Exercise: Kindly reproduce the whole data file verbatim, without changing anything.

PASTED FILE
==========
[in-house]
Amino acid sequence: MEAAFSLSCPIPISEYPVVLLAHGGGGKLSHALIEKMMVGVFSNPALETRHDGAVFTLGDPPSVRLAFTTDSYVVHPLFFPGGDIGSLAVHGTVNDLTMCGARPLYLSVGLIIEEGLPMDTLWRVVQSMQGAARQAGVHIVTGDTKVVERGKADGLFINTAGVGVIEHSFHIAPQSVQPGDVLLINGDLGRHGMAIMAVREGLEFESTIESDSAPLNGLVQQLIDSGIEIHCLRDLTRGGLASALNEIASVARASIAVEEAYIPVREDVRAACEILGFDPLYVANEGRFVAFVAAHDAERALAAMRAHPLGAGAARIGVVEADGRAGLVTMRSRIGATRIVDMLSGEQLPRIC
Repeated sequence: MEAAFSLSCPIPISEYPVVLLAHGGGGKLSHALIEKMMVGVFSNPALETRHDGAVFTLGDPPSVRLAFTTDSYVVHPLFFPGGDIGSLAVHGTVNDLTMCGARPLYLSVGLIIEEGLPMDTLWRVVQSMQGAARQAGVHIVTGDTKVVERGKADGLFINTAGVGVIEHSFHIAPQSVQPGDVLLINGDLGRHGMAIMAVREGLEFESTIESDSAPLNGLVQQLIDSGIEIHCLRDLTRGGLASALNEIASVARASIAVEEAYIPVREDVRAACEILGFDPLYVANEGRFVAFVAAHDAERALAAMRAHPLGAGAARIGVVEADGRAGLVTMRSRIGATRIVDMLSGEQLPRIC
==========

[in-house]
Amino acid sequence: MEAAFSLSCPIPISEYPVVLLAHGGGGKLSHALIEKMMVGVFSNPALETRHDGAVFTLGDPPSVRLAFTTDSYVVHPLFFPGGDIGSLAVHGTVNDLTMCGARPLYLSVGLIIEEGLPMDTLWRVVQSMQGAARQAGVHIVTGDTKVVERGKADGLFINTAGVGVIEHSFHIAPQSVQPGDVLLINGDLGRHGMAIMAVREGLEFESTIESDSAPLNGLVQQLIDSGIEIHCLRDLTRGGLASALNEIASVARASIAVEEAYIPVREDVRAACEILGFDPLYVANEGRFVAFVAAHDAERALAAMRAHPLGAGAARIGVVEADGRAGLVTMRSRIGATRIVDMLSGEQLPRIC
Repeated sequence: MEAAFSLSCPIPISEYPVVLLAHGGGGKLSHALIEKMMVGVFSNPALETRHDGAVFTLGDPPSVRLAFTTDSYVVHPLFFPGGDIGSLAVHGTVNDLTMCGARPLYLSVGLIIEEGLPMDTLWRVVQSMQGAARQAGVHIVTGDTKVVERGKADGLFINTAGVGVIEHSFHIAPQSVQPGDVLLINGDLGRHGMAIMAVREGLEFESTIESDSAPLNGLVQQLIDSGIEIHCLRDLTRGGLASALNEIASVARASIAVEEAYIPVREDVRAACEILGFDPLYVANEGRFVAFVAAHDAERALAAMRAHPLGAGAARIGVVEADGRAGLVTMRSRIGATRIVDMLSGEQLPRIC